Stephen Norton on applying his professional experience as a trustee

"It’s important to listen, but also be prepared to challenge. You are there for a reason, so don’t be afraid to get stuck into the issues."
Stephen Norton
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Trustees' Week Feature | Stephen Norton

I joined the Villiers Park Board of Trustees in 2020, at the height of the coronavirus pandemic. I was in my early 60s, my career in financial services was winding down, and I decided to see if I could use my business skills to help a charity - something I’d been thinking about for a while.

For many years, I was a professional (paid) trustee in capital markets, representing the interests of bond-holders, ensuring that companies delivered on their investment promises and fulfilled other obligations. I’ve also worked in business development and client relationship roles, helping companies nurture their existing clients and create opportunities for growth.

Over that time, I've learned that people more or less go about business the same way, but nuance - particularly with regards to knowledge about local or religious customs and practices - is important. Working globally helped me to understand, appreciate and be sensitive to cultural differences. 

Becoming a Villiers Park Trustee

I signed up to various recruitment sites and in due course saw the advert for Villiers Park. Initially it looked like the recruitment process was stuck as lockdown meant we couldn’t meet face to face, but then the world discovered Zoom! I interviewed and - happily - got the role.

Villiers Park spoke to me as it aligns with my values. I believe we all have the same potential, but some of us just need help and support to achieve it. My dad was Head at a few Cambridgeshire primary schools, so I think I always understood the importance and value of education, and I had thought about doing something around social mobility as I was a beneficiary of it in a way: I took the eleven-plus exam and got a place at the Perse, a private school in Cambridge, on a full scholarship. I didn’t look upon it this way at the time, but now realise I was very privileged to have the education and opportunities I did.

I’ve tried to repay this good fortune in my working life through mentoring. A few years ago, programmes focussed on tackling exclusion started springing up in the City, supporting talented, ambitious young people from a wide range of backgrounds to access jobs they may have previously felt were closed to them. We knew the talent pool for careers in Law and Accounting was wider than the predominantly Oxbridge intake. I was attracted to Villiers Park by similar work happening around coaching. While I haven’t yet used that experience directly, that resource is there should the charity need it.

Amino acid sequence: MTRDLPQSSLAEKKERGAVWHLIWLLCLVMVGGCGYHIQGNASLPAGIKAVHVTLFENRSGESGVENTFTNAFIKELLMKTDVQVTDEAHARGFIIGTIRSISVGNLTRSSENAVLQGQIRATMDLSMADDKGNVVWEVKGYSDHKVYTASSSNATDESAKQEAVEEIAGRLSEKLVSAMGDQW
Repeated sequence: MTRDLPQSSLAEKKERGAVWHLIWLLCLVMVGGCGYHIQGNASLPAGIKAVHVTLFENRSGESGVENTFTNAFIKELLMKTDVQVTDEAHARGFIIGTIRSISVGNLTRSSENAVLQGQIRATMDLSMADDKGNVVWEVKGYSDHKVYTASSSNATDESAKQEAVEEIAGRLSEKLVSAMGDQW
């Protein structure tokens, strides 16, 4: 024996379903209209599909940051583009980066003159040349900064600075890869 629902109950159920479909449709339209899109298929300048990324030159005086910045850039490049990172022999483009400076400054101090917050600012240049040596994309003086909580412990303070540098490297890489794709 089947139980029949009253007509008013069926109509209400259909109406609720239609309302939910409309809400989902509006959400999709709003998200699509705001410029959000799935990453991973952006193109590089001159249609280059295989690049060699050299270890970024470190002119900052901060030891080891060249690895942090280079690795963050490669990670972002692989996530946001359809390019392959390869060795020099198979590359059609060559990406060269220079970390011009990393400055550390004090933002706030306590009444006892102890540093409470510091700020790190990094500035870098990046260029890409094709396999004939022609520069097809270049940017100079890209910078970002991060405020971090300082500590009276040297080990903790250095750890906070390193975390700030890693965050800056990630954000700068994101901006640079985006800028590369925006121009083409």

Qualities of a Trustee and Board

I think it’s important to differentiate between the strategic and operational aspects of an organisation, and respect the difference. As trustees, our role is predominantly to help set the strategic direction and trust the skilled professionals that have been employed to do the work.

The Board has had to take some big decisions on complex issues over the past few years. It’s our responsibility to ensure that due process is carried out. You are acting in the interests of both the charity itself and the ultimate beneficiaries, the young people we support. That can sometimes be a tricky balance to strike and it takes a macro view. The decisions we make today often impact on the future, so it’s important to look ahead.

Like other businesses, charities can and do outsource the services they need but don’t necessarily need an employee for. If a trustee is, for example, a lawyer in their professional life, that’s a money-saving resource you can call on. That’s why it’s important to have a broad spread of personal and professional experience, of age, of diversity in other areas: we want to be able to help as much as we can, across as many areas of the charity as we can.

That question of diversity is what led us to recruit an Alumni Trustee, and Benita gives us that lived experience perspective: as a former Villiers Park student and our youngest trustee, she brings unique insight.

What I Gain from Being a Trustee

There’s a lot to gain from being a trustee of a charity. I’ve developed a greater understanding of social mobility - or, rather, the lack of it in the UK - and the challenges faced by some young people in accessing the education and careers they are capable of, and deserve.

Finding out what I can and can’t contribute has forced me to look frankly and honestly at my skills and expertise. Reflecting on that has also been beneficial for me. Individually and collectively, we have learned lessons: with hindsight, we might have done this or that differently, so there’s a real element of personal development to this role. 

As a trustee, I always look for the positives and how we can build on our successes, but keep one eye on the risks. It’s important to listen, but also be prepared to challenge. You are there for a reason, so don’t be afraid to get stuck into the issues. The past few years have been turbulent for everyone, not least the young people we support. It's been a privilege to help Villiers Park steer a course through these choppy waters.

Our Impact

We work with hundreds of young people every year, empowering them to succeed in their chosen field. 
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